Over the past 25 years, Azza Soliman has dedicated her life to battling corruption and injustice faced by Egyptian women. The prominent women’s rights lawyer has fought for the inclusion of women in political, economic, and social activities, focusing on both the private sphere and the judicial system. As co-founder and current trustee of the Centre for Egyptian Women’s Legal Assistance (CEWLA), she has operated numerous campaigns to promote gender equality through legislative reform and raising awareness of women’s issues in Egypt.
Azza has advocated for women since her politically active days in university, where she studied how fatwas contributed to perpetuating violence against women in Egyptian culture. Since then, she has worked extensively to implement training and legal-awareness programs on gender equality and conduct studies on subjects such as violence against women, honour crimes, marital rape, women’s right to divorce, and Egypt’s personal status laws.
Because of her work, Azza has faced judicial harassment from an Egyptian government resistant to the missions of NGOs such as CEWLA. In 2015, Azza was unjustly charged with unauthorized protest and public order violations after testifying against a policeman whom she witnessed killing a female human rights defender during a protest. Continuing the Egyptian government’s crackdown on civil society, Azza’s private assets were frozen and she was arrested and interrogated about human rights NGO funding in December 2016. She was released on bail, but still faces ongoing government scrutiny as the public face of women’s rights in Egypt.
As a PILnet (the Global Network for Public Interest Law) International Fellow, Azza is developing a project to expand access to legal services for marginalized communities in Egypt. She has also created the Religious Reform & Renewal Forum (RRRF) for social scientists, lawyers, politicians, and religious leaders to discuss relevant issues and causes related to women in Islam.
To date, Azza has influenced a number of laws in Egypt, including providing rights for children born out of wedlock and including the mother’s name on all birth certificates. She was also the first to propose a civil law governing divorce, inheritance, and custody — among other rights for both Muslims and Christians — and the Nationality Law for Egyptian women married to non-Egyptians. A tireless advocate for women’s access to justice, Azza continues to serve some of the most economically and politically marginalized women involved in the Egyptian judicial system.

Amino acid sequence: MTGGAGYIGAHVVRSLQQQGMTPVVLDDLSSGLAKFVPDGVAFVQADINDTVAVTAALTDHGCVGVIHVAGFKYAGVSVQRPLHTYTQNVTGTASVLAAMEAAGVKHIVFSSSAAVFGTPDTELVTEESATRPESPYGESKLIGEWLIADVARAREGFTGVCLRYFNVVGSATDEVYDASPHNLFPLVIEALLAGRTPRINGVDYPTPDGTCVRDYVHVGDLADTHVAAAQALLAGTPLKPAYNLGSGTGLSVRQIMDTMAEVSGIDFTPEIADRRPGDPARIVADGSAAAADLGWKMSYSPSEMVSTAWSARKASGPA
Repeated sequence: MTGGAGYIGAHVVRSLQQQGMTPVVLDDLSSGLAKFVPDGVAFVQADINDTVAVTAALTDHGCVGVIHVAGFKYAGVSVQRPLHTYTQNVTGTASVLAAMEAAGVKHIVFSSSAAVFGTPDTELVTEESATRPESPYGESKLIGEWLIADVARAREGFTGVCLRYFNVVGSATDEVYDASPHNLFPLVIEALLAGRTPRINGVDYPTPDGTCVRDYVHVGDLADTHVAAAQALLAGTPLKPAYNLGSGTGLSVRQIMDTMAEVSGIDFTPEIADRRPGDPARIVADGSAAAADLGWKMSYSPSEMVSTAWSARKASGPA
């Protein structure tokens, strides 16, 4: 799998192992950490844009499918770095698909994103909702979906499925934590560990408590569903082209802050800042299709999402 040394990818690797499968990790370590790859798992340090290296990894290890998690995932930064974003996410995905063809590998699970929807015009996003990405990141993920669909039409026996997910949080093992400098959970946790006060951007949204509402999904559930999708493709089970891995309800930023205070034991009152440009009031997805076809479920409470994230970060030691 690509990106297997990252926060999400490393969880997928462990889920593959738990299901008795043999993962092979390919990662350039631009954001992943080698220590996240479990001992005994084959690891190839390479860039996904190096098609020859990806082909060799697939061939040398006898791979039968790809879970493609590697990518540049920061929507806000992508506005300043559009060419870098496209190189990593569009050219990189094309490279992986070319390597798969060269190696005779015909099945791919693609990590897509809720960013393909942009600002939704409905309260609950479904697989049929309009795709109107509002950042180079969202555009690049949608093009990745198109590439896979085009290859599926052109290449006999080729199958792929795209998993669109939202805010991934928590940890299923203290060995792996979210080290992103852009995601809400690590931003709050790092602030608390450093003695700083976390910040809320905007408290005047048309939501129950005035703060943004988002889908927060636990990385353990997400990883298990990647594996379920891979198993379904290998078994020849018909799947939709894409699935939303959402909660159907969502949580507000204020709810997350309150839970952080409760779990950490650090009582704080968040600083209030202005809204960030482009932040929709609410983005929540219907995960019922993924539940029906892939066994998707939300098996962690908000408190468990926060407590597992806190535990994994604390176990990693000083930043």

What are your thoughts on being selected as a finalist for the Allard Prize?
“Being nominated as a finalist for the Allard Prize makes me have a lot of gratitude as well as feel appreciated and motivated. I have been living under oppression in Egypt, which has specially intensified in the past three years. I feel that my nomination is a conformation that my work is acknowledged and needed. Moreover, it reminds me that there is spark of hope in this darkness. It also shows that more people are aware of the oppression that women human rights defenders (WHRDs) are facing in this part of the world. During the last three years, I received messages from many people telling me that I, Azza, am not alone in this fight. Having wide support makes me feel safer in this ugly, scary and tiring fight against an authoritarian regime, which sometimes changes its ways under international pressure. When I was arrested by the police last year, it was national and international pressure that helped me regain my freedom despite the fact that I was released on bail and that I am still among a list of of human rights defenders who risk receiving a life sentence in prison at any moment.”
What inspires you to do the work that you do?
“What is most inspiring in my work is when I’m able to help marginalised women regain their rights. To see their happiness when we succeed in empowering them and the impact of these victories, even the small ones, on their lives. I’m talking about basic rights: safety, freedom and equality. I see my work growing; the women I helped yesterday are helping other women today. We are speaking of survivors of different kinds of violence — whether domestic, political, social, cultural, religious or economic — [who help] other women survive. They give me hope, hope of a future which is more fair and just. I have a dream; to build an Egypt where there is rule of law. I dream of changing our culture and religious discourse to stop the oppression of women. Together with other resilient and brave women, we shall achieve this dream despite the hardships we are facing today.”